This one's a segue between tasting sheng (raw) and busting out the shou (ripe) pu-erhs on next post.
Before we taste more pu-erhs, we thought we'd cut through some of the distracting noise about who makes the best pu-erhs and ultimately, what or who you should buy. This topic is relevant before we taste shous because with the introduction of the post-fermentation process, there's also a lot of talk about who "cooks" it best.
Two prominent and opposing schools of thought: buy from established factories only because they have decades of experience in processing or; nah, get it only from small producers because the big guys don't want to pay for quality leaf, they're just relying on branding.
As is often the case, the truth is somewhere in between extreme views.
Being an indy ourselves, we tend to gravitate to the little guys. There's a spirit of innovation both incidental and by design. Combating weather changes by switching processing techniques or appeasing a special customer request, these guys can explore with a fluidity and flexibility envied by the more cumbersome bigger pu-erh factories. And of course, the little guys, tucked way up in the mountains know where the local secrets are when it comes to wildcrafting or old trees - they know where to get good leaf.
The trouble is getting access to these guys' merch. Sure there are online distributors that source from various direct-from-farm growers and producers. But online pu-erh buying is a double-edged sword. Convenient, yes, and a trusted seller may even help you select. Otherwise, it's a stumble in the dark - there's just too many to choose from. And not all non-factory pu-erhs are good of course - there are low grade stocks and poor taste amongst the indies too. If you find a bricks-n-mortar tea shop with small producer pu-erhs, a sure way is to ask for taste tests. Better still, if you just happen to find yourself in Yunnan, take a hike up one of the famed pu-erh mountains like Yiwu, where you can find many small growers and makers. Recently, I tried this dope small 100g 2013 sheng cake made by a small business calling themselves Yunwu Kee Tea from Kunming. Hasn't aged for that long but it was the kind of sheng I cherished, lengthy and mellow. It's reminscent of the 2011 "Large Trunk" we carry from another small producer from Yiwu, the Mahei Village Farmers.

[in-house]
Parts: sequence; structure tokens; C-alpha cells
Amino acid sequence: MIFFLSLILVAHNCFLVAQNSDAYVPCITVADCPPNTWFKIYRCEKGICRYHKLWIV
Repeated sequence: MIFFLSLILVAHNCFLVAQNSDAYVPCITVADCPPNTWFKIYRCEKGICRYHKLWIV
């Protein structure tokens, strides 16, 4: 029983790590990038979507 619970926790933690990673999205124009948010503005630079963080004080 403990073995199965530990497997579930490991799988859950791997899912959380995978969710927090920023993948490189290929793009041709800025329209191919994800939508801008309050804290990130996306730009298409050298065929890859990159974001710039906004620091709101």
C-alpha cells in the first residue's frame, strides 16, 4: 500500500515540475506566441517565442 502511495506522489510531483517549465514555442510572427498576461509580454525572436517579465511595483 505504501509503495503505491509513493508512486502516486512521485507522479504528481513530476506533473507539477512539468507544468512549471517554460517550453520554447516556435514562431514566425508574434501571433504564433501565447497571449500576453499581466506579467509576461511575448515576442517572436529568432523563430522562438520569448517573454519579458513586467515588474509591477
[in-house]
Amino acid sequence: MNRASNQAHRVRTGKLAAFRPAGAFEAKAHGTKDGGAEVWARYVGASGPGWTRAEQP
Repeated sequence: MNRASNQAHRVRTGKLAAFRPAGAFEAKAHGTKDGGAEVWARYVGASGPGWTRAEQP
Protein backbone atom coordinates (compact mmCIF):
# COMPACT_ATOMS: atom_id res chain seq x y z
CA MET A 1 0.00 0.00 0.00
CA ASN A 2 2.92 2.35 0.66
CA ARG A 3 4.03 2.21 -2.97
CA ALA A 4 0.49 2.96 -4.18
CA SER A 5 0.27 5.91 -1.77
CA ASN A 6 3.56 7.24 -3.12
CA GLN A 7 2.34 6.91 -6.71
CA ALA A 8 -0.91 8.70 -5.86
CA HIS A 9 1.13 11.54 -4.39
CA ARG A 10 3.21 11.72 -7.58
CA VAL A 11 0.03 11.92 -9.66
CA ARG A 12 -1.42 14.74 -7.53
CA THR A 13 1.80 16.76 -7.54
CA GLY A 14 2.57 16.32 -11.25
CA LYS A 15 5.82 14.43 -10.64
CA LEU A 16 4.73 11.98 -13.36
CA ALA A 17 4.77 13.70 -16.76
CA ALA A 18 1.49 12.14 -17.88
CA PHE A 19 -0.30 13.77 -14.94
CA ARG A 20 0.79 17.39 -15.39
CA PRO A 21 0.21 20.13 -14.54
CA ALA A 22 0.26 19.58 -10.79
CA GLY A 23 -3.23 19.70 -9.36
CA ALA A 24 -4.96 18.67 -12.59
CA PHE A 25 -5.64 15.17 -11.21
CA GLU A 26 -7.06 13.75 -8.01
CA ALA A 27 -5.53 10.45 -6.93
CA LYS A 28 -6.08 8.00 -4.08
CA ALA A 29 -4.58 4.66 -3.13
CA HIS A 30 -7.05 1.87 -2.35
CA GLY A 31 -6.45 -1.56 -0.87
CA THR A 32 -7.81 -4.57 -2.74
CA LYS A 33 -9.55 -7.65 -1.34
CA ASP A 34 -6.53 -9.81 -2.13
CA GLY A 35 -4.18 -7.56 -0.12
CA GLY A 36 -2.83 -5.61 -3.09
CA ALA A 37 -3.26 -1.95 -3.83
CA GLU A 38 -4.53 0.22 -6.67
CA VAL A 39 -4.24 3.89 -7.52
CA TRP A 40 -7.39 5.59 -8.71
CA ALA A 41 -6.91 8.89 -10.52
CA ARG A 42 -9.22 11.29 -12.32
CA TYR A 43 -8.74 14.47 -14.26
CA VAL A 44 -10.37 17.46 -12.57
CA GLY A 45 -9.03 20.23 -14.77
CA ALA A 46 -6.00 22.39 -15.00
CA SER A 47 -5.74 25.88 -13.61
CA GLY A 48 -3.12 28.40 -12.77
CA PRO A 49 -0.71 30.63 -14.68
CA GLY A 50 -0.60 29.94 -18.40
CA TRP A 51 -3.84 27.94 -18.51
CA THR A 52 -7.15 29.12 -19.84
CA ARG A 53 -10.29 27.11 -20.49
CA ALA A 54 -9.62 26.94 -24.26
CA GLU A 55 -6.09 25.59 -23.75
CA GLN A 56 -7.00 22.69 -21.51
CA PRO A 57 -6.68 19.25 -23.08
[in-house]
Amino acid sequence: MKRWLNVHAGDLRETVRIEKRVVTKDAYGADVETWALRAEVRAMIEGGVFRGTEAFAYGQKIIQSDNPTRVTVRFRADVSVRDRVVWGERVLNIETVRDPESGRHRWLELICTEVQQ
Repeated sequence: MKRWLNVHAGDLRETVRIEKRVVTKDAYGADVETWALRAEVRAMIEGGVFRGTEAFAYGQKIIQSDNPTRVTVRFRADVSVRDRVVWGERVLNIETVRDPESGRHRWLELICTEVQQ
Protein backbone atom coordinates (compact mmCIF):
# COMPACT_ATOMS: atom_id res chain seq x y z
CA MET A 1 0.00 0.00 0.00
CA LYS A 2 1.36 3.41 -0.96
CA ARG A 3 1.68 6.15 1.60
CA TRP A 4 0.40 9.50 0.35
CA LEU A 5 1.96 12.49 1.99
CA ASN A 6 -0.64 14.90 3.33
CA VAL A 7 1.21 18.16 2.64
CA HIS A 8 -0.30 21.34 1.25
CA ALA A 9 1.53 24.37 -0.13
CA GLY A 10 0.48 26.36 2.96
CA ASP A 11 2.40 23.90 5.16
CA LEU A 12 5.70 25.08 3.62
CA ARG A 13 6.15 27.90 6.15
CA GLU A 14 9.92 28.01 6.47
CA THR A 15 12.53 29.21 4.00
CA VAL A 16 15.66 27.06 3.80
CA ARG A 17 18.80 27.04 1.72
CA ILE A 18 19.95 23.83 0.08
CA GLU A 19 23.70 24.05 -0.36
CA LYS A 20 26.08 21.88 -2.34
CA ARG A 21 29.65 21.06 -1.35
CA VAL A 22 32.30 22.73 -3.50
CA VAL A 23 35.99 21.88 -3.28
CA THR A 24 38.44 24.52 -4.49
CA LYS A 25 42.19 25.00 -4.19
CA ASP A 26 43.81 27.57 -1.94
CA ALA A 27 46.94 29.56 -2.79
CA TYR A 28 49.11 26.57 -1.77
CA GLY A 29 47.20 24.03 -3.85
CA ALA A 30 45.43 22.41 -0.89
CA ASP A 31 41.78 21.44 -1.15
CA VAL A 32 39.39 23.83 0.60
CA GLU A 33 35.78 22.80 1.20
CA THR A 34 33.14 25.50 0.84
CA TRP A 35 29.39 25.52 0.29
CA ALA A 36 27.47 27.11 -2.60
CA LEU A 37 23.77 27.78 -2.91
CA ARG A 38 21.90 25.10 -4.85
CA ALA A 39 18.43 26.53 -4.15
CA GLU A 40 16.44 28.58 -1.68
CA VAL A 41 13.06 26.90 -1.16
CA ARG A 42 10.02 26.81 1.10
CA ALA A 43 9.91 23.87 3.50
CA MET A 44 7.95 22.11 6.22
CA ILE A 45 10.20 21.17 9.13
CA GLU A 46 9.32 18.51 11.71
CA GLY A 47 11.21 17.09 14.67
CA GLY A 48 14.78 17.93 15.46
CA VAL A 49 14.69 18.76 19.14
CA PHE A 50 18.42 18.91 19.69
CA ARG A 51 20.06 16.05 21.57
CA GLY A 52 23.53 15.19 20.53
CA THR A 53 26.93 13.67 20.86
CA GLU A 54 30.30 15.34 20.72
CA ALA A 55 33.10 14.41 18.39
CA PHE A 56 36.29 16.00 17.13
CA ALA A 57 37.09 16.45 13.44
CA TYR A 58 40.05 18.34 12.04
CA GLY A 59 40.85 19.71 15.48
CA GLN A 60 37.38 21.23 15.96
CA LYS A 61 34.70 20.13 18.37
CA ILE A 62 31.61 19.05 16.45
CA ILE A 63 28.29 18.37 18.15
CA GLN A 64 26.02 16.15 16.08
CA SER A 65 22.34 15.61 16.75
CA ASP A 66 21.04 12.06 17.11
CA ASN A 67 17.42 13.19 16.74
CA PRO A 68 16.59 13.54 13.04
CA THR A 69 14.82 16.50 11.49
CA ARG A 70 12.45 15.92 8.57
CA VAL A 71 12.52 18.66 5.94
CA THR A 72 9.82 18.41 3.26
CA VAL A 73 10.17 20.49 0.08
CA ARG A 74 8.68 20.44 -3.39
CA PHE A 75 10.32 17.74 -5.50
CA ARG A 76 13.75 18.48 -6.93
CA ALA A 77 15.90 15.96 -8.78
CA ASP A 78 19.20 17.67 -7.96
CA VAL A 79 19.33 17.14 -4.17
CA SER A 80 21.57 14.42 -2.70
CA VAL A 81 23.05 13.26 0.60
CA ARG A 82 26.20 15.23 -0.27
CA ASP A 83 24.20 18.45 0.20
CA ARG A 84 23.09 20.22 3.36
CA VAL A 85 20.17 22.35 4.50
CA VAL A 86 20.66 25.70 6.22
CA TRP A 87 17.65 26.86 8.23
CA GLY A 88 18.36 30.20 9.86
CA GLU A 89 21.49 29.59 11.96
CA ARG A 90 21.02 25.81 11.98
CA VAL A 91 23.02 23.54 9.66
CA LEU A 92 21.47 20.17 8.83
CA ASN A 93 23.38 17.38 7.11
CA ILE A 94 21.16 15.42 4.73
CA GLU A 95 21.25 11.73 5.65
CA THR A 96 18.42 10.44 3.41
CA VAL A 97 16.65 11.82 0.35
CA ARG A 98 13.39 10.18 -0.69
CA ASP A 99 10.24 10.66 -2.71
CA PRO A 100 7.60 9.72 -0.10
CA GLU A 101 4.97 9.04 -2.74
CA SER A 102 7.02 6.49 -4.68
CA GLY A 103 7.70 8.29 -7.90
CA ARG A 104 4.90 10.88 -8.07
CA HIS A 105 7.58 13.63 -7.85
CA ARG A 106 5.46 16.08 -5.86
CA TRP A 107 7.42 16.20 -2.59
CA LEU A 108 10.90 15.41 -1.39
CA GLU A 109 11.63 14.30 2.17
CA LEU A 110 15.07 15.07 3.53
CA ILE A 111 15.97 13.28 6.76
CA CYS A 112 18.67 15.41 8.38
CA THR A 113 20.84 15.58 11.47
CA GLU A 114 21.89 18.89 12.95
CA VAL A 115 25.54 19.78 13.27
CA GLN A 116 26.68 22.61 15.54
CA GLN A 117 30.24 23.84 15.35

The best I've tried from the indies though are equally enjoyable as my faves from the established factories. By established factories, we're talking about the six former government owned ones like Menghai and Xiaguan, you know the ones with the four-digit recipe numbers on their shous. They're commercial juggernauts now, branding recogniseable with branch agents around the world. Some say, in recent years they've grown apathetic, allowing their renown to do the work instead of investing more on getting better mao cha. Only factory insiders would really know if this is true. Tales and speculations aside though, why don't we just taste?
Katherine of Kau Chau Hong, HK reppin' that Menghai (TaeTea)
Which brings me to one of the benefits of sometimes buying from the Big 6. Samples at-the-ready and they've got agents around. I was introduced to Menghai's HK distributor and we were invited up to their warehouse for a tasting one Sunday on the backstreets of Chai Wan. They took us through a deep catalogue of shengs and shous, both vintage and new. We had a 2009 sheng, the best I've had to date.
There's good and bad to be had from both big factories and small producers. We're not pu-erh specialists but we've drunk a fair bit. From our tasting experience, there's no definitive pattern as to who generally (big vs small) makes a tastier brew. If you have the fortitude to access and taste test the goods of the small producer, then mos def, do it. If not, don't sleep on the big guns either, get at their nearest rep and go through samps until you find what you want. Let the truth rise to the surface of your tongue and bounce around all corners of your mouth - then please share with us your findings.